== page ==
Chapter 14: Introducing Letters and Such (Type 101)

Chapter 14: Introducing Letters and Such (Type 101)

Overview

In This Chapter

  • Uncovering why Illustrator has so much type stuff

  • Understanding type terms

  • Mixing fonts effectively

  • Measuring type

  • Spacing out lines of type

  • Changing the space between letters

  • Stretching and squishing type

  • Aligning type to one side or another

  • Creating type on a path

  • Making type flow within shapes

  • Making type flow around shapes

  • Linking text blocks together

  • Changing the path, not the type

  • Using type as a mask

  • Turning type into paths

Type is undoubtedly one of Illustrator’s strongest areas. All the things that Illustrator does best — logos, advertisements, posters, Web-page graphics — depend on text and typography. Many Illustrator features interact with type in some way; and the program’s type capabilities are pretty straightforward after you know where they are and what they can do.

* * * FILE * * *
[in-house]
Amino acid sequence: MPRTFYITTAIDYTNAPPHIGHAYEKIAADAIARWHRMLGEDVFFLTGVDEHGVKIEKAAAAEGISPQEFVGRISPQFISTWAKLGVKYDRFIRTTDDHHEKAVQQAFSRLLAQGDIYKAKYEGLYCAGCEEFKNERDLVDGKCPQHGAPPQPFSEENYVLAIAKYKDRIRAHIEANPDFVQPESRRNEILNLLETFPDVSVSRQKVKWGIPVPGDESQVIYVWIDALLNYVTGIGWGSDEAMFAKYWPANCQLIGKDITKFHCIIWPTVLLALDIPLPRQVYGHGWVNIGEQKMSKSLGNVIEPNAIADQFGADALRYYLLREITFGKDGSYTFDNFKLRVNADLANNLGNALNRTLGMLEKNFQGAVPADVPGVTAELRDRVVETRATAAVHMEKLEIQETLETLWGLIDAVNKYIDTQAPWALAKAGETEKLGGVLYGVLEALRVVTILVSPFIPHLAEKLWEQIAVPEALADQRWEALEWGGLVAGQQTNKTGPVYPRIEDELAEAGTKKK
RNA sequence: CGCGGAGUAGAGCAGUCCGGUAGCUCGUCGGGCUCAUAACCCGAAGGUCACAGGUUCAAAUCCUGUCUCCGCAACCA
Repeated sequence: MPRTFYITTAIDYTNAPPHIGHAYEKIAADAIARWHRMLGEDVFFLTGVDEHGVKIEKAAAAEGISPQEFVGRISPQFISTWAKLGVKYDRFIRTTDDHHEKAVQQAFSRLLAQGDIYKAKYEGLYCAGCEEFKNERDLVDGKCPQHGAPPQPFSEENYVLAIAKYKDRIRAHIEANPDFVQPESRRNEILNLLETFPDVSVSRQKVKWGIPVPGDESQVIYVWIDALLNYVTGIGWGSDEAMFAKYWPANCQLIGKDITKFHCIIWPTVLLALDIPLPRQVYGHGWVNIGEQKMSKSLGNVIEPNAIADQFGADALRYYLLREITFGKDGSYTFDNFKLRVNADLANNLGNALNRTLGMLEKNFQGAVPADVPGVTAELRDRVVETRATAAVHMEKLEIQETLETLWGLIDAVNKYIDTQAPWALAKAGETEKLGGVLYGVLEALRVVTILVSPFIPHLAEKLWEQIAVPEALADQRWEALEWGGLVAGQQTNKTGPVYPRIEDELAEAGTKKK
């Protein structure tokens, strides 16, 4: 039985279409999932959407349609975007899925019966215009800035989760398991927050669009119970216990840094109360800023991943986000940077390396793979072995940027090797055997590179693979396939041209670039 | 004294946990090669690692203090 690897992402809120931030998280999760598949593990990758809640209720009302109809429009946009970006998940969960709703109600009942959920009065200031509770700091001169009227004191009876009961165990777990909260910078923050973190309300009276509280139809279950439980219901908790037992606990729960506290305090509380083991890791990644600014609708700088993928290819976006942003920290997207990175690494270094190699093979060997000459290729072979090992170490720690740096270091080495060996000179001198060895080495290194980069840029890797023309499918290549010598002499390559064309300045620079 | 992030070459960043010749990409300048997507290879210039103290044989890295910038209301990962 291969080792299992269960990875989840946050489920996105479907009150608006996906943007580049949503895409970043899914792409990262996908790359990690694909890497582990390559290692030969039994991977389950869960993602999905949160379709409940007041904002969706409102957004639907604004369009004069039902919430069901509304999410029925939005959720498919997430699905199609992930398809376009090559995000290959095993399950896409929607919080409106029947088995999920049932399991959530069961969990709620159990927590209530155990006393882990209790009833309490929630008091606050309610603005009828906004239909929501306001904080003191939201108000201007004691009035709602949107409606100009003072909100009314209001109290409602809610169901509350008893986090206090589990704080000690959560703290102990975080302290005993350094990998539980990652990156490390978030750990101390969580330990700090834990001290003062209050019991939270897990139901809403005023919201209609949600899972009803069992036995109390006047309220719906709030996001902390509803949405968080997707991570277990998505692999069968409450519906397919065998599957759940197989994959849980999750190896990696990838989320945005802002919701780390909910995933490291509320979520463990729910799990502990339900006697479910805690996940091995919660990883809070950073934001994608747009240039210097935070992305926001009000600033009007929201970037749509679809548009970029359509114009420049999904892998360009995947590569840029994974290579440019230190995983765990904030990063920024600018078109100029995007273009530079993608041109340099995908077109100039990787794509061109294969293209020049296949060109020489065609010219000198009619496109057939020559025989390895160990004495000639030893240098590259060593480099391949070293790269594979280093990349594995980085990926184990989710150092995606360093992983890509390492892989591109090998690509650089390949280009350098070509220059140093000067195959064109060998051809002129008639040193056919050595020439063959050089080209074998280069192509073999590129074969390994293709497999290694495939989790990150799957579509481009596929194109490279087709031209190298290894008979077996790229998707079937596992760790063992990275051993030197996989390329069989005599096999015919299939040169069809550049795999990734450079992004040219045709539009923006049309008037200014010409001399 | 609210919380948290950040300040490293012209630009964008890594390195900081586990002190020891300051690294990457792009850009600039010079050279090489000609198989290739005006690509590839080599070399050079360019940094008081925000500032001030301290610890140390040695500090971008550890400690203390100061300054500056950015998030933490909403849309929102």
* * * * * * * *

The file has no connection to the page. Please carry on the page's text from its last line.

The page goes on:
In this chapter, I talk about Illustrator type. (If you’re already familiar with controlling type in Microsoft Word or some other piece of word-processing software, you’re already familiar with many of these terms.) To ease the journey, this chapter covers locating the Illustrator controls — and deciphering the Illustrator way of doing things. Finally, I describe how to get the most out of type and how to turn Illustrator from a glorified word-processor into an astounding type-modifying tool that can do just about anything to type, such as put it on irregularly shaped paths, wrap it around objects, give it an irregular shape, and put objects in it — and that’s just for openers.




 
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